3 years of Demonetization! Where do India and its citizens stand now? Has it really helped, how?

News Bharati    08-Nov-2019
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By Siddhi Somani :  
On November 8, 2016, the Government of India in a landmark move, discontinued from circulation, ₹500 and ₹1000 denomination currency notes; they were no longer deemed legal tender.
The objective behind this move was to curb black money, stop funds flow to unlawful activities such as terrorism and growth of illegal markets, make citizens accountable for every rupee they possess, and move towards a corruption-free and Digital India. On November 8, 2019 today, we merrily have completed 3 years since demonetization was declared. Where do India and its citizens stand now? Has demonetization really helped and how? Let us have a check: 
Fake Indian Currency Notes (FICN) business in India has always been a big, bad business. Demonetization put an immediate shocking stop to the production of counterfeit notes. Between 2011-2016, supply of notes of all denominations had increased by 40%. However, the supply of only ₹500 and ₹1,000 banknotes increased by 76% and 109% respectively.
This trend reflected that 500 and 1000 denomination currency notes were supplied more than the demand. In the Madla district of West Bengal, infamously called India’s counterfeit capital, district police had seized ₹1.14 crore in FICN in 2016. In the same area, the Border Security Force had seized FICN of ₹1.35 crore and ₹2.5 crore in 2016 and 2015 respectively.
PM Modi’s demonetization did severely hit the Naxalites and Maoist. The surrender rate reached its highest as the money these groups accumulated over years suddenly had no value. The then Defence Minister, Manohar Parrikar, also noted that stone-pelting incidents in the valley had seen a drop.
The relation between terrorism and counterfeit currency cannot be challenged however. David Headly, terrorist of the 26/11 Mumbai attacks had declared that ISI had provided him with counterfeit Indian currency. Similarly, bomb expert Syed Abdul Karim Tunda, who headed almost 40 bombings in India had said upon arrest in 2013, that he had taken delivery of many consignments of CFIN from an ISI officer.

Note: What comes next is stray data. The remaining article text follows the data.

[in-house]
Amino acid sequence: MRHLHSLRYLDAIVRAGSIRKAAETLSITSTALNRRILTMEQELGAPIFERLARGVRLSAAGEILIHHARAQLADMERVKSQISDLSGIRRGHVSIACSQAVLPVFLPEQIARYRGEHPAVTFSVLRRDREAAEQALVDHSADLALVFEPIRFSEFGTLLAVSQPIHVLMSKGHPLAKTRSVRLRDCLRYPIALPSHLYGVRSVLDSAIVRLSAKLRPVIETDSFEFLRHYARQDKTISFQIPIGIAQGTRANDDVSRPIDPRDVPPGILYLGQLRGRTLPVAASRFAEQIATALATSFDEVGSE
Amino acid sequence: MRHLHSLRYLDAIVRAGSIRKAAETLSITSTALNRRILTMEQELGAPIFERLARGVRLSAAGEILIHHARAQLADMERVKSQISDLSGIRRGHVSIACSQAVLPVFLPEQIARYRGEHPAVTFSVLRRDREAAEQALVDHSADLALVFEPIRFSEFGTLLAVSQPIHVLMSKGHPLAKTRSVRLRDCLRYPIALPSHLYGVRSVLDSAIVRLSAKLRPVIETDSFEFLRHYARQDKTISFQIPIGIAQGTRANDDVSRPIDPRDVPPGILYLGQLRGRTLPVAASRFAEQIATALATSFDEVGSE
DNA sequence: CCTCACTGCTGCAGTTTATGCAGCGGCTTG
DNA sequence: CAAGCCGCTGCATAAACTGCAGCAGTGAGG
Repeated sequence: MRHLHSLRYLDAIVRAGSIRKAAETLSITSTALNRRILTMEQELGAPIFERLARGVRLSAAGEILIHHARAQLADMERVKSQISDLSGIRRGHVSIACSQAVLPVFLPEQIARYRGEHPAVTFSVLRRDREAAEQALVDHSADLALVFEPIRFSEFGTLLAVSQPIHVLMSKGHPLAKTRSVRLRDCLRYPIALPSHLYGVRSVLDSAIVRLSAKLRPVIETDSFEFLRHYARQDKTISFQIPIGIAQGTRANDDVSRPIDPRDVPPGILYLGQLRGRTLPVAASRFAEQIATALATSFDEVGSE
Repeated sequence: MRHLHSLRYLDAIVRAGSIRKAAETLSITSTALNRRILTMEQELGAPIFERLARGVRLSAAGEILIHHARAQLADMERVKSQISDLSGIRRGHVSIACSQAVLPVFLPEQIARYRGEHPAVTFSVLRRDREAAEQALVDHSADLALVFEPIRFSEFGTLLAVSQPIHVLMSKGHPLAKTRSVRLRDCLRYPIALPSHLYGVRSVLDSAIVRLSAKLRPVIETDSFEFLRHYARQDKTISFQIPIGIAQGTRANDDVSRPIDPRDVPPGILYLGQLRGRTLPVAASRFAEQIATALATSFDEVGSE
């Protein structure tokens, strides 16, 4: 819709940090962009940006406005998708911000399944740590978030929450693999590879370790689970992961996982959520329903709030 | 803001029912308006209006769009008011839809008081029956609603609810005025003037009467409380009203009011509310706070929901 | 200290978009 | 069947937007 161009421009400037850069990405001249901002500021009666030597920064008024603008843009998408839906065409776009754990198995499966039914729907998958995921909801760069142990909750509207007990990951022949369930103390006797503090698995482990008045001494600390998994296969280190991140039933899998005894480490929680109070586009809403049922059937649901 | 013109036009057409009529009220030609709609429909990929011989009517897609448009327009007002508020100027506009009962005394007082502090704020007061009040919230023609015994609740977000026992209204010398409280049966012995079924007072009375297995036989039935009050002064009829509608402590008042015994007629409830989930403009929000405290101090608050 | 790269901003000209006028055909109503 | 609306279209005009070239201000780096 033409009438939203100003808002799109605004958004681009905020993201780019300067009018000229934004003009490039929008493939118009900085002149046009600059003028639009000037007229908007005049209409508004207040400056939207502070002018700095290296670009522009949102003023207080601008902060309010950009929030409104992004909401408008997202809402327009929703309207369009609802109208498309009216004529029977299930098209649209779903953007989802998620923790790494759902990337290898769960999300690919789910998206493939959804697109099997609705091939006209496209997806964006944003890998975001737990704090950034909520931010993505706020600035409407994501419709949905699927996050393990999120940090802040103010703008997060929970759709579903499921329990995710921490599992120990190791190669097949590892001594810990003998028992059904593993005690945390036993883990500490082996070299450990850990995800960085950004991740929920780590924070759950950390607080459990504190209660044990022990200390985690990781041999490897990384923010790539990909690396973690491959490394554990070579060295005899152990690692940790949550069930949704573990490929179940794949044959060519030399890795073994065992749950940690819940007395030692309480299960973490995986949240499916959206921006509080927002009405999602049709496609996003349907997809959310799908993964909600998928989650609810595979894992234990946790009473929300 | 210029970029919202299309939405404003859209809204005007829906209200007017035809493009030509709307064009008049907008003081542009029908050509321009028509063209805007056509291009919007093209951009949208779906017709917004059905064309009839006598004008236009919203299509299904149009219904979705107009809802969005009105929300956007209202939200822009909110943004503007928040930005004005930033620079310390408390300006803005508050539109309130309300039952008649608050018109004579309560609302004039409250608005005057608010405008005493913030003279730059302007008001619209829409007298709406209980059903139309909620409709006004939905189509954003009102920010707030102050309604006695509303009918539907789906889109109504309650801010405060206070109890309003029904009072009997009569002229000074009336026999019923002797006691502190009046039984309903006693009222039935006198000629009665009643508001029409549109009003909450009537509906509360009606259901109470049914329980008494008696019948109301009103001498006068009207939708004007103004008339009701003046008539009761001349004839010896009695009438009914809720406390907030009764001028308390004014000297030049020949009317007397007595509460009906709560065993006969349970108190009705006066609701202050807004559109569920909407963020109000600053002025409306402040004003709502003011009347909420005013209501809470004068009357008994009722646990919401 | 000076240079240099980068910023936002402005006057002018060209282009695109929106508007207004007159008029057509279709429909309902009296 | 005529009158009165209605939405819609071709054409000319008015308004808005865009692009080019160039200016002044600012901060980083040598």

In an article in DNA, Late, Former FM Arun Jaitley had said that demonetization was an attempt to change the spending habit and lifestyle of Indians. Demonetization actually achieved this goal as the number of online transactions (₹250 and less) has increased by more than 177%; transactions in the range of ₹250-500 increased by 135%.
Similarly, the demand for point of sales (POS) or card swipe machines have also increase. According to Indian officials, the number of Income Tax Returns filed boomed from 2,26,97,843 (2016-2017) to 5,65,20,120 (Sept 1, 2019), registering an increase of more than 56.7% compared to growth rate in the previous year.
Counterfeit currencies and money that is smartly unaccounted starts building a parallel or shadow economy, which then funds more parallel economies ahead. A very common term associated with shadow economy is Hawala. Post demonetization, Hawala operations suffered major setbacks in Mumbai, Kerala, and Jammu and Kashmir. Also the Central Board of Direct Taxes detected an undisclosed income of around ₹93.34 billion in the course of approximately 2,400 searches, seizures, and surveys carried out in immediate four months (9 November 2016 to 28 February 2017).
Demonetization also helped the government to crack down on unlawful activities such as slavery, poppy cultivation across thousands of acres and its sale, human trafficking and more. As per the 2019 Global Slavery Index, India is home to millions of people living in slavery and lakhs of children are believed to be trafficked within its borders. Prior to demonetization, all these activities funded by illicit and counterfeit currencies were drawing our nation into an abyss that seemed impossible to fight. Today, we stand at a much better position.
On 8th November 2016, when Prime Minister Narendra Modi informed the citizens that demonetization was a part of ‘Clean India’ campaign., though personalities such as Narayan Murthy, Anand Mahindra, Anna Hazare, and government heads of various other countries lauded the decision, there was anxiety and confusion among the masses.
Today, we can claim, that we have cleaned our country of many evils, albeit not completely, such as terrorism, human and drug trafficking, hawala, but driving on the way!